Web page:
Analyst: Apple iPhone 5 will be last smartphone hurrah as market nears peak

“The great smartphone boom is about to end. That’s according to one savvy tech prognosticator, Bill Whyman, head of the investment research firm International Strategy & Investment‘s tech strategy research team, who tends to look more than a couple quarters ahead,” Robert Hof reports for Forbes.

“Whyman contends that as smartphone penetration reaches 50% sometime next year, the market will start to slow for the first time,” Hof reports. “That will put pressure on all the players, from struggling RIM to to Google‘s newly acquired Motorola and even to so-not-struggling Apple.”

Assuming Whyman’s right, here’s what he thinks happens next:
• Growth slows
• Competition intensifies
• Content and services will be where growth and market value happens
• Wireless carriers try to capture more mobile revenues
• Open systems will start to win because:
  1) Consumers become more willing to manage complexity/want choice
  2) performance advantage from end-to-end vendor narrows
  3) scale and standards of open ecosystem drive lower cost

Read more in the full article here.

MacDailyNews Take: Just like it happened in the Portable Media Player (iPod) market, right Billy?

Oops.

For his fifth bullet point, Whyman has been iCal’ed for future use.

42 Comments

    1. Well, The last quarter’s numbers haven’t come through yet, so…

      Perhaps he is predicting (most likely correctly) that Romney will win in November which can only lead to one thing… The smartphone market will promptly shrink to a couple thousand of the wealthiest people and everyone else will be too fucking broke to afford even cans and strings, let alone mobile phone service without data.

      1. don’t worry when mitt gets rid of all those pesky little brown illegals you will have lots of opportunity to pay your student loan off gardening on mitt’s estates

    1. EXACTLY. The future is for the innovators, IOW Apple. The iPhone keeps getting better. Old iPhones keep being replaced with new iPhones. Every other company is either bumbling or crumbling. So what in that scenario = a market peak?

      Nothing. 😯

    1. I have purchased every iPhone new. I will purchase an iPhone 5 on day 1 and then pass on my old iPhone 4S to my wife and so on and so on throughout the family.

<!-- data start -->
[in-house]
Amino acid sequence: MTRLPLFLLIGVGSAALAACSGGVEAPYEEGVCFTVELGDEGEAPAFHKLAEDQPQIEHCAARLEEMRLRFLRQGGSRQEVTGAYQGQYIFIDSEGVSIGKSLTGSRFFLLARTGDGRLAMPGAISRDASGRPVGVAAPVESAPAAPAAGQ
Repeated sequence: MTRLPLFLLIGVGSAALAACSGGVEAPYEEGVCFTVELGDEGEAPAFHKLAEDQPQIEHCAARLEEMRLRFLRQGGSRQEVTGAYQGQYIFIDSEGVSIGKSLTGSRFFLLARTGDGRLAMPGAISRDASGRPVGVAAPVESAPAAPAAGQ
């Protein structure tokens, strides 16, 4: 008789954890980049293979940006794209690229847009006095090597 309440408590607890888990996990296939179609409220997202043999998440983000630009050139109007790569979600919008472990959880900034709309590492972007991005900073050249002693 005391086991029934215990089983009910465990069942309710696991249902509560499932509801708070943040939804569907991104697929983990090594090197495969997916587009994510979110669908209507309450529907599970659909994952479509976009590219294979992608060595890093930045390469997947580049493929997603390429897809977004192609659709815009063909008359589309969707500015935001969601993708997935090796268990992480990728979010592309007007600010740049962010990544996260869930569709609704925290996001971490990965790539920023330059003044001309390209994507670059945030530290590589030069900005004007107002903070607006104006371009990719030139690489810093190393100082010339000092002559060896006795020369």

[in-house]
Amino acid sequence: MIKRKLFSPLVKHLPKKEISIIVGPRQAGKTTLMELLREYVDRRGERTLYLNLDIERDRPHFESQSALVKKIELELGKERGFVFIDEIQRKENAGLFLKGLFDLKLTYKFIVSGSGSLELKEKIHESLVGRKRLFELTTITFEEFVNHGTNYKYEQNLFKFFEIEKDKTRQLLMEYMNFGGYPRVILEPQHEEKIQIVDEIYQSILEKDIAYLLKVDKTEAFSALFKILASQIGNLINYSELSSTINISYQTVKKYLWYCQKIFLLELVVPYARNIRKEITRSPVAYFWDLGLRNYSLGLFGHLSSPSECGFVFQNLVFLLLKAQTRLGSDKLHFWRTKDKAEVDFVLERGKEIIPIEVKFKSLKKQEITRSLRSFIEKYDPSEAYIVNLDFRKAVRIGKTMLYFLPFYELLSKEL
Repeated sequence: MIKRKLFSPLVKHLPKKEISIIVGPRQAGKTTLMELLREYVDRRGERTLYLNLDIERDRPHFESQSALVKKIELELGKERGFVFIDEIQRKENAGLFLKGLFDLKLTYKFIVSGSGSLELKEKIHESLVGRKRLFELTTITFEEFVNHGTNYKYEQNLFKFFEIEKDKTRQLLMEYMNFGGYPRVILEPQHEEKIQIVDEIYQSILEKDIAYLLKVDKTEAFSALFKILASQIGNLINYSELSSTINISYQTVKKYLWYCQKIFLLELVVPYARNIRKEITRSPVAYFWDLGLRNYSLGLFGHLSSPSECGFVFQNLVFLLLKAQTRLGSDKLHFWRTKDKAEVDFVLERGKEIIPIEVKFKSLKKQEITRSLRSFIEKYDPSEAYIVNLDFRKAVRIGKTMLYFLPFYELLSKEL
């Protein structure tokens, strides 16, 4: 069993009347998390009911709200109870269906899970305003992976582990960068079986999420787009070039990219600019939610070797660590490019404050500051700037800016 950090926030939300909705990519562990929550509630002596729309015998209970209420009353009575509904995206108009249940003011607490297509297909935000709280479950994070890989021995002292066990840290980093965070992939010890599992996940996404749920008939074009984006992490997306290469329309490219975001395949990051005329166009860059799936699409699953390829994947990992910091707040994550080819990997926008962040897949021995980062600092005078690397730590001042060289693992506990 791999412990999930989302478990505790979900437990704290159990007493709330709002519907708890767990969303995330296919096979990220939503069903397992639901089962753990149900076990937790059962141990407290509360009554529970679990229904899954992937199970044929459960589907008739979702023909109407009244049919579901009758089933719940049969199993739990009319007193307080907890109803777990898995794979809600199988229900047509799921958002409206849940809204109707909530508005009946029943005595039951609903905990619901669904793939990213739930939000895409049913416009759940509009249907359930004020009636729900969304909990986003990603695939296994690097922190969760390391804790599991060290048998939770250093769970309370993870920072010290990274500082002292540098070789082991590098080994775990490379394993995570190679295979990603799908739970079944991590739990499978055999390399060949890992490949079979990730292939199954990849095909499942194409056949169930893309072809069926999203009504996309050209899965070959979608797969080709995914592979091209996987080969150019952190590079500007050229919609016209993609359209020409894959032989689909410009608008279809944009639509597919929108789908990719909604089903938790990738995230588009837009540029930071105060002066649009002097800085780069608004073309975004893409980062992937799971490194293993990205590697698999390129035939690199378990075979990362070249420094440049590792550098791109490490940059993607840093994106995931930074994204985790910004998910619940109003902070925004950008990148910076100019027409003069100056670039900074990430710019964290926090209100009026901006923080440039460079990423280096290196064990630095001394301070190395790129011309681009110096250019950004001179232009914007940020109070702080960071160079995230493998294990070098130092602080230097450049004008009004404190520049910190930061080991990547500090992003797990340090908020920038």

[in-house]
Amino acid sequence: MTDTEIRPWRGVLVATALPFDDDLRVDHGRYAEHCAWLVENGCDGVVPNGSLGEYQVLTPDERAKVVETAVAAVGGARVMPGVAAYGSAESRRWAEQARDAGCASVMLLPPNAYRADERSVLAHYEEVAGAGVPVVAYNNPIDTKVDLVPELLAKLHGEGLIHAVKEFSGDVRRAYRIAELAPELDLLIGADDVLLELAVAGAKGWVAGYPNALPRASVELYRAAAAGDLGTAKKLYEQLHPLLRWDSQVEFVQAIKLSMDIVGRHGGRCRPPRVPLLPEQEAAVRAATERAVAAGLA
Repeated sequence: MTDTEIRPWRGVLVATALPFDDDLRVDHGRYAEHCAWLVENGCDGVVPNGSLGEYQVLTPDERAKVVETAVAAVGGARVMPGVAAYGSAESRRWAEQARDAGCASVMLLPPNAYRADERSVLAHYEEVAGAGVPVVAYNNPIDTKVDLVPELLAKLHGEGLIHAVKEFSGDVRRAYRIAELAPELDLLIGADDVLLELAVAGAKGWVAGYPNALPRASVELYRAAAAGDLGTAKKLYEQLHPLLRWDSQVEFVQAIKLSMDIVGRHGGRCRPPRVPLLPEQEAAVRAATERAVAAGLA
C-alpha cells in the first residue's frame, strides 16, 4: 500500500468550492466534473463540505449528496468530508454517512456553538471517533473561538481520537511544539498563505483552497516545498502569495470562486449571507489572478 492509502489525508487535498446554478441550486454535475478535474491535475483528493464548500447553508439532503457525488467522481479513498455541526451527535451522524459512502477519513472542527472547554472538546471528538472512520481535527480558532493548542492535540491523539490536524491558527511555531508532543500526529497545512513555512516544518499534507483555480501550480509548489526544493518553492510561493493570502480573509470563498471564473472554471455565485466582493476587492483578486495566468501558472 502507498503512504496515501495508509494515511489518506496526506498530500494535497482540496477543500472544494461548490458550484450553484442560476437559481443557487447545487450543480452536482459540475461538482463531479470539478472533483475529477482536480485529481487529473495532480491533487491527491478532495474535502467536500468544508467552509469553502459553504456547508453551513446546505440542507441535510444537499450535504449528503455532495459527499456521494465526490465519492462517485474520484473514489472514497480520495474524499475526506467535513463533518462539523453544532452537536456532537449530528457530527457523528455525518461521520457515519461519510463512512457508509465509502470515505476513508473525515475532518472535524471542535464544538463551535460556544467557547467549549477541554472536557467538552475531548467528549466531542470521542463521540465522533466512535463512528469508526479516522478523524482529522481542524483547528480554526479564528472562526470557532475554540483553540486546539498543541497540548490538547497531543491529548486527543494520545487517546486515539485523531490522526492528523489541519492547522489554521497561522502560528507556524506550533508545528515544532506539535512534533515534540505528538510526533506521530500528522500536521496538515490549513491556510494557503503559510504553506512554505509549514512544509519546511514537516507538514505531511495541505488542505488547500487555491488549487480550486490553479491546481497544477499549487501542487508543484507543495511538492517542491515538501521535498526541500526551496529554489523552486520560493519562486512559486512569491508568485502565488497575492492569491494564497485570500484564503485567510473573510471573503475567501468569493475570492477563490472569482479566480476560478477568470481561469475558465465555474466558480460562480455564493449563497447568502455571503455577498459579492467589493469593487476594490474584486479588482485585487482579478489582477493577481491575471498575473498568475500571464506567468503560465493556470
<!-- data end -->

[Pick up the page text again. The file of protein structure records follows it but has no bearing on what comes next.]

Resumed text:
1. In my house it’s my youngest daughter. Although the phone is not connected to any cellular network (she’s too young). My eldest has my iPhone 3Gs and my wife has her own 3GS. When the “5 comes, she’ll get one of those and her 3GS goes to my boy. I’ve got a 4S.

          See? Some people actually do pass their phones down, and they all still work just fine, thanks.

  1. Here is a complete idiot who has not even noticed the fragmentation of the “open” systems, the vastly increased developement and maintenance costs they incur, and many other factors which can readily be seen by even casual observers. iCal this one for future well deserved ridicule. If we were truly near the peak as he believes the success for open systems would not be the receding apparition that it is.

    1. Fruit loops over there.

      Look it’s simple. Android is a rip off copy of the iPhone (and before the iPhone it was ripped off RIM BB).

      1 its clunkier
      2 less integrated an elegant
      3 worse build quality and cheaper plastic construction for same end cost
      4 larger screens that are lower res and ugly.
      5 made by overseas companies
      6 not upgradable
      7 mostly not even running the current android OS at release
      8 high marketshare low use
      9 riddled with pirated software and viruses
      10 has a few extra poorly designed and implemented features that do not work well

      I could go on. Android has not allowed a single new phone manufacturer to enter the market, it has only allowed phone assemblers to compete with Apple, but only Samsung is having any success and only because they manufacture nearly every component internally and they rip off Apple designs.

      Android is full of IP theft that is still going through the process of litigation. It might not even exist as a platform in a few years, and what’s there now is a patchwork of poorly designed incompatable sub platforms that mostly used as glorified feature phones with GPS and more room to text.

      The iPhone will continue to grow for years and in mature markets, Android will see a precipitous drop off a cliff.

  2. Nice title, article totally wrong though. I believe we may be nearing a transformation point for the iPhone, just like the iPod transformed into the iPhone. I think the iPhone will eventually become something much more than what it is today, perhaps it will be called an IPad Nano. Once market penetration is complete, it is probably inevitable that Apple will head to higher, more premium ground for a new breakthrough product, while still developing the other product lines. So yeah this will happen, but Apple is probably already getting ready for this.

  3. That’s right, after the 5th Ford Model there was no need to innovate cars because they were as fast and as sleek as they needed to be and everyone who was going to have one had one already. Glad we stopped there. Waste of time this innovation thing. Now put those wagons in a circle and let’s
    Chow down!!!

  4. “Open systems will start to win because:
    1) Consumers become more willing to manage complexity/want choice”

    Yehhh! Absolutely! Like they have SO enormously demonstrated on the desktop with their overwhelming preference for Linux.

    Well, I won’t be looking to Whyman’s firm for my investment advice.

  5. Bill Whyman… just shut the F*** up… You are just like the rest of the analysts…
    The boom is about to end… so what… we are not here to support the mobile boom.

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